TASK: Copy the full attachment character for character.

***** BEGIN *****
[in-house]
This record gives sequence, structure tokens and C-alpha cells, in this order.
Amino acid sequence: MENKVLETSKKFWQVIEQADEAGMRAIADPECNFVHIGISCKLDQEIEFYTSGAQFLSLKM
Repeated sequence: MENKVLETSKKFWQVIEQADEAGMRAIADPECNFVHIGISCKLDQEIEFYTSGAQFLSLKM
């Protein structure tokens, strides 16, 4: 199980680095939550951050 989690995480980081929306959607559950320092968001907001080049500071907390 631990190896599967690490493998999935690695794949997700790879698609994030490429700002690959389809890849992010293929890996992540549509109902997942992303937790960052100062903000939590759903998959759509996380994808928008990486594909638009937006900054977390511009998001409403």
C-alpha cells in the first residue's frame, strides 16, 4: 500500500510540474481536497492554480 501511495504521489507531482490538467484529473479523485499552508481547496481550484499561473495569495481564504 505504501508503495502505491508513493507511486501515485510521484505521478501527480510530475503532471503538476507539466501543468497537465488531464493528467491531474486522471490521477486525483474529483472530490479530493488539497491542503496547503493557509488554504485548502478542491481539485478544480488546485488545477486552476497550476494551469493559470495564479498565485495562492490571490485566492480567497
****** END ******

[in-house]
This record gives sequence, structure tokens and C-alpha cells, in this order.
Amino acid sequence: MENKVLETSKKFWQVIEQADEAGMRAIADPECNFVHIGISCKLDQEIEFYTSGAQFLSLKM
Repeated sequence: MENKVLETSKKFWQVIEQADEAGMRAIADPECNFVHIGISCKLDQEIEFYTSGAQFLSLKM
């Protein structure tokens, strides 16, 4: 199980680095939550951050 989690995480980081929306959607559950320092968001907001080049500071907390 631990190896599967690490493998999935690695794949997700790879698609994030490429700002690959389809890849992010293929890996992540549509109902997942992303937790960052100062903000939590759903998959759509996380994808928008990486594909638009937006900054977390511009998001409403």
C-alpha cells in the first residue's frame, strides 16, 4: 500500500510540474481536497492554480 501511495504521489507531482490538467484529473479523485499552508481547496481550484499561473495569495481564504 505504501508503495502505491508513493507511486501515485510521484505521478501527480510530475503532471503538476507539466501543468497537465488531464493528467491531474486522471490521477486525483474529483472530490479530493488539497491542503496547503493557509488554504485548502478542491481539485478544480488546485488545477486552476497550476494551469493559470495564479498565485495562492490571490485566492480567497